As for love, do you need a definition of the word to experience it?

“What is love?” a boy asks his grandmother in Barnett and Ellis’s book. She picks him up and says, “If you go out into the world, you might find an answer.” So he goes. “Love is a fish,” says the fisherman. “Love is a house,” says the carpenter. As the boy rejects each answer, the fable-like text builds to a crescendo of solutions, both serious and amusing: A mass of people of all types proudly parade their love metaphors across the page. Finally the boy, now grown, returns to his old home. In a moving passage, he absorbs the scene through all his senses, digging his toes into the dirt. His grandmother appears and asks if he has found his answer. He picks her up and replies, “Yes.”

My adult self sees a meaning here: Trying to understand love through other people’s words is no substitute for experience — for feeling, and being there for someone. My inner child, with whom the need to understand “what is love” struck no resonant chord, recoils at the picking up of a grandmother, is a bit mystified about that “yes” and goes back to look at the pictures.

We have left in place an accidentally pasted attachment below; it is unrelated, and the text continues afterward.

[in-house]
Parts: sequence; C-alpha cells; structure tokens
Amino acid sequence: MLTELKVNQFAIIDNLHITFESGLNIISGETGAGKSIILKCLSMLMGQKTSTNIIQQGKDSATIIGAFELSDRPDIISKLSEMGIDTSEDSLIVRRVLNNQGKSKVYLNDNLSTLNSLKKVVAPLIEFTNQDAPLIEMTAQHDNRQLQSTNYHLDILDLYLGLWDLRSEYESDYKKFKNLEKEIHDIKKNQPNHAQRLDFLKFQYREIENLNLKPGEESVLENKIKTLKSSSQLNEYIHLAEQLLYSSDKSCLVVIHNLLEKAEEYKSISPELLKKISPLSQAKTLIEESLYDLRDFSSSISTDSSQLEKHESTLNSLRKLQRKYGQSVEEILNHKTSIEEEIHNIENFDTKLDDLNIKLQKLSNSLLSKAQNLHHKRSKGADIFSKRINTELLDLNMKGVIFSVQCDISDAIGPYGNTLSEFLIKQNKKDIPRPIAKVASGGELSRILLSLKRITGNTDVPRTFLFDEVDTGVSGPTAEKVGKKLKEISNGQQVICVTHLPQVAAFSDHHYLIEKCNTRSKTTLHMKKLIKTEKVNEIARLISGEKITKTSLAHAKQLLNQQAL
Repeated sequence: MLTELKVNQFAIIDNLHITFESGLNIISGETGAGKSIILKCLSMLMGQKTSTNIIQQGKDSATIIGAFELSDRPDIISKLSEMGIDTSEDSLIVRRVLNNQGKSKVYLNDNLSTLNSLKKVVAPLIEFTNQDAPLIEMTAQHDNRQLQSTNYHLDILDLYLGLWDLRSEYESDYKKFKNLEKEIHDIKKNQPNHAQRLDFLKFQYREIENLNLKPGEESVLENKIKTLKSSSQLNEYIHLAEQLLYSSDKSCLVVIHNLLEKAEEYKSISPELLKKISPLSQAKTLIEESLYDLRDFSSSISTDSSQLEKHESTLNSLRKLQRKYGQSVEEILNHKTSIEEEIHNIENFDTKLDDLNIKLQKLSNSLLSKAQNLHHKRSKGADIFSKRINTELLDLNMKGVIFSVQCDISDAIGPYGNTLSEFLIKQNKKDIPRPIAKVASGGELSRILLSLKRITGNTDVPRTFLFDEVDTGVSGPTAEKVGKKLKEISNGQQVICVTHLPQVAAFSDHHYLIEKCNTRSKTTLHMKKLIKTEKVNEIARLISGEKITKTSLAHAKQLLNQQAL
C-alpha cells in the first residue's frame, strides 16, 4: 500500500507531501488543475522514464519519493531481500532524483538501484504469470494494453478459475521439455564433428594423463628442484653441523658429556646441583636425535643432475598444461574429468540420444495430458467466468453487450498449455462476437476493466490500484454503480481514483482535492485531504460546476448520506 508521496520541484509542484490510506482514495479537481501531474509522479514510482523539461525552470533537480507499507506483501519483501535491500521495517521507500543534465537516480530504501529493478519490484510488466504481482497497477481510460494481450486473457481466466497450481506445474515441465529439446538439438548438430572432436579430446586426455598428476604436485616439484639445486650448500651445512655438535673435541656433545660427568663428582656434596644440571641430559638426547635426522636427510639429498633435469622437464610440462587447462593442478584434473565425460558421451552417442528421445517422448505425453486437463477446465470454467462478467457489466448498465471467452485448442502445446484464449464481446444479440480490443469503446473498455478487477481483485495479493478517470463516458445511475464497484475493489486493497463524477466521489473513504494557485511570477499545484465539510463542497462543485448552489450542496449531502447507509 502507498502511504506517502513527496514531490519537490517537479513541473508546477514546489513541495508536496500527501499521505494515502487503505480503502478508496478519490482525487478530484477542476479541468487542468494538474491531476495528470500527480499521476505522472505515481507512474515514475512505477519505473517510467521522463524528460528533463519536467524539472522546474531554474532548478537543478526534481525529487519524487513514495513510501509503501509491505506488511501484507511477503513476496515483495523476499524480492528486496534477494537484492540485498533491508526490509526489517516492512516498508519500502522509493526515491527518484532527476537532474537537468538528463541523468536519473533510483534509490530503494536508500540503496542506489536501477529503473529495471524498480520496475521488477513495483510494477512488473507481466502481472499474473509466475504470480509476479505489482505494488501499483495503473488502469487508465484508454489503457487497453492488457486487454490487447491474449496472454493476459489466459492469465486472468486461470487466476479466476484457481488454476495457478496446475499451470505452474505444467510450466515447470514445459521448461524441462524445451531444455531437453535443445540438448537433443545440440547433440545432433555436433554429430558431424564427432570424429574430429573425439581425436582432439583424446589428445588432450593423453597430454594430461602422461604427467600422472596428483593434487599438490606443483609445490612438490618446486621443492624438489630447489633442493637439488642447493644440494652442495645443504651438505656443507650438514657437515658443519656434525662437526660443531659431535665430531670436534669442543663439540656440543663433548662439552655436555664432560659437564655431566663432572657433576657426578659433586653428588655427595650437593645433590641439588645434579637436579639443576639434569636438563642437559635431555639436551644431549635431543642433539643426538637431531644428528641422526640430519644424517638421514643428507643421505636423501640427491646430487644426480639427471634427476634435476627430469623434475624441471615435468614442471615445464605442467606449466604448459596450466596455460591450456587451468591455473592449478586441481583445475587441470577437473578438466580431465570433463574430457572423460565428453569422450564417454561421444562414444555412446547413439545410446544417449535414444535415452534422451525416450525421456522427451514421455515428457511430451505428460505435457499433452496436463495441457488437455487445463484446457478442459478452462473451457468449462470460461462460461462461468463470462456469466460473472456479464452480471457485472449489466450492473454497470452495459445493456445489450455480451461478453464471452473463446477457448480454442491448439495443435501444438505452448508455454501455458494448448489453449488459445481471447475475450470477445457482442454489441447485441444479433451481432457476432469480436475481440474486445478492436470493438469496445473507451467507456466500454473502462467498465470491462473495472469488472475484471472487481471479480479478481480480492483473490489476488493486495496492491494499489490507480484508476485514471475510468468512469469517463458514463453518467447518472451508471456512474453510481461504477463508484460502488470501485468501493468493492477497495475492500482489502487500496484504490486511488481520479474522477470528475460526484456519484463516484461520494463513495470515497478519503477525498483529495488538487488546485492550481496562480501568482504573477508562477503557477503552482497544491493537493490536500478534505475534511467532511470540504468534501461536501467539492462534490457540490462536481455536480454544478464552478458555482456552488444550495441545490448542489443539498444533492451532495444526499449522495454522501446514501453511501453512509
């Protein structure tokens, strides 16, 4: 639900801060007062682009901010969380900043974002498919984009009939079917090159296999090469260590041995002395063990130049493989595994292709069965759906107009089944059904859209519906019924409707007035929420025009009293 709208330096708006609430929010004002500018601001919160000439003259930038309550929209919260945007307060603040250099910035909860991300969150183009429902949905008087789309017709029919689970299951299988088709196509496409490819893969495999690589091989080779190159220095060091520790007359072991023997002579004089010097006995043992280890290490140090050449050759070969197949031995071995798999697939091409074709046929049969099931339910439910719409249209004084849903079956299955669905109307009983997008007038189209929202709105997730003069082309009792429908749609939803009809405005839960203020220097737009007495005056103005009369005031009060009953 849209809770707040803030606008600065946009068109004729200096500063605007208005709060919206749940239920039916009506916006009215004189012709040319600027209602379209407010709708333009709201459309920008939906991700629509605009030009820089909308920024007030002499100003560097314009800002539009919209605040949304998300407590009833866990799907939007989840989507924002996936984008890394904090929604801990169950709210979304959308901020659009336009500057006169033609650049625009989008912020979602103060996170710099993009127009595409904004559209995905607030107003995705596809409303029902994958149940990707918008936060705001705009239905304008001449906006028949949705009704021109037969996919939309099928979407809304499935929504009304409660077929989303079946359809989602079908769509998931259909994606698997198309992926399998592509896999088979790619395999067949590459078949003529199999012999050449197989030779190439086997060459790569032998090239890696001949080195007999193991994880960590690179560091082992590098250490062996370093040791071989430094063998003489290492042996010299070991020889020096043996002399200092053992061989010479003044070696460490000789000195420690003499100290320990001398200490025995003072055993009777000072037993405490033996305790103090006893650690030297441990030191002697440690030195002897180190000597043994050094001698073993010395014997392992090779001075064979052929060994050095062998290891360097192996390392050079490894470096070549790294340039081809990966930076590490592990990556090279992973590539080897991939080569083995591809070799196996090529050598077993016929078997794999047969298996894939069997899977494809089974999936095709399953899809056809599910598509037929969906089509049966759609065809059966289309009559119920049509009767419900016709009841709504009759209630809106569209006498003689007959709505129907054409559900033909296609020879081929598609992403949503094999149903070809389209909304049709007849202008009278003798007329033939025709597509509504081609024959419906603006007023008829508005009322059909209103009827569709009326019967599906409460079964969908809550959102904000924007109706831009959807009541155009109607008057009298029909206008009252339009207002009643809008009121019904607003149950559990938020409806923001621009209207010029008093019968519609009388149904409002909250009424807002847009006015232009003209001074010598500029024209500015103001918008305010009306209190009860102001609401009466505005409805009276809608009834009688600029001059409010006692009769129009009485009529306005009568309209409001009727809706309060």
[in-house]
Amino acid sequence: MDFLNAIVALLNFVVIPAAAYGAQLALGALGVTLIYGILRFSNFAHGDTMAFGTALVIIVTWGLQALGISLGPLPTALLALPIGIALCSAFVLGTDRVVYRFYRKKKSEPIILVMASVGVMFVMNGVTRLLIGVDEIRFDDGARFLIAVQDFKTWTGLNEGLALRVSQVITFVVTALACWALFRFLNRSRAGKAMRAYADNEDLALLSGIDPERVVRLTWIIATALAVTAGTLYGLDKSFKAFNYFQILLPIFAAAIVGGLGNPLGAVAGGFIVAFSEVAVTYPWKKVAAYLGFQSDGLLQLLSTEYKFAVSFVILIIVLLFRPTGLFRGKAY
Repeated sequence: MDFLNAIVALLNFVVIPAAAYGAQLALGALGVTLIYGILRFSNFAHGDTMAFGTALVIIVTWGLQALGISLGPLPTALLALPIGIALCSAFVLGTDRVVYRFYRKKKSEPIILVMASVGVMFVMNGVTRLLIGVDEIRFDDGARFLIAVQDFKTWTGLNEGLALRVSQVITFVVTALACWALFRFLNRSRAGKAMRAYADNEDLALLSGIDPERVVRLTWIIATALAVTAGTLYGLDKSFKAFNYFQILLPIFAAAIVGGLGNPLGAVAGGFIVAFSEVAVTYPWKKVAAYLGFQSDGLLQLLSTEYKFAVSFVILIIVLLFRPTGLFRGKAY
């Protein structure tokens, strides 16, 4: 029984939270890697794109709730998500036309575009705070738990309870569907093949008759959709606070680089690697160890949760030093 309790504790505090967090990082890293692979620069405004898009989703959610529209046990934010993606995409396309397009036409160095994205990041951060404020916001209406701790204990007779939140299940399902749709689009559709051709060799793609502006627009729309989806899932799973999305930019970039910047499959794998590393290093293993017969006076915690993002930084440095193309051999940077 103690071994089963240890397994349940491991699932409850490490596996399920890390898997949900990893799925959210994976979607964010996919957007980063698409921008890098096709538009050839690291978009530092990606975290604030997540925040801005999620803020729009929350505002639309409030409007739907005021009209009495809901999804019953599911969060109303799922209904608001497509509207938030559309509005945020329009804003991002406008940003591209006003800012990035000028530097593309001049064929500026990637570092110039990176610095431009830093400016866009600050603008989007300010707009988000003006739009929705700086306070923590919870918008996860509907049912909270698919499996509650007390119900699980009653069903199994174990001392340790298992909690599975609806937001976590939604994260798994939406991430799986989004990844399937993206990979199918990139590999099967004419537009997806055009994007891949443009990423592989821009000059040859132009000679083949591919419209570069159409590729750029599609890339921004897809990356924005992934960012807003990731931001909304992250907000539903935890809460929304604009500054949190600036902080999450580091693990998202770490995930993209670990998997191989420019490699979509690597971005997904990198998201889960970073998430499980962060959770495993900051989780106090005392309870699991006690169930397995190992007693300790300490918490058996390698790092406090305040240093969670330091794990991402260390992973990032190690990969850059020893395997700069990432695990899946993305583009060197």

Ellis’s immaculate design sense infuses this book with a dignity and grace that adds power to the words. In her gouache drawings every watery bloom and ragged edge helps to strengthen the composition, build the space. The art is tactile and lively, playful and solemn. It recalls good midcentury illustration — artists like Alice and Martin Provensen and Heinz Edelmann — with hints of outsider art. A bit of blankness in the depiction of people, which in another kind of story could detract, here adds to the timeless quality of the words. The shapes and patterns of Ellis’s art, combined with the tenor of Barnett’s narration, give this book an air of mystery, whatever love is or isn’t.

If ideas in a text go over a child’s head, it’s not a problem. Early in life, that over-the-head airspace is a barrage of words sailing by; you’re used to it. You guess, you assume, you go on. The failed book is one that doesn’t engage on some other level. A sense of story with a tangible theme, a good rhythm and a set of brilliant illustrations are what a child needs. At the start of life, the small questions want answering most of all.

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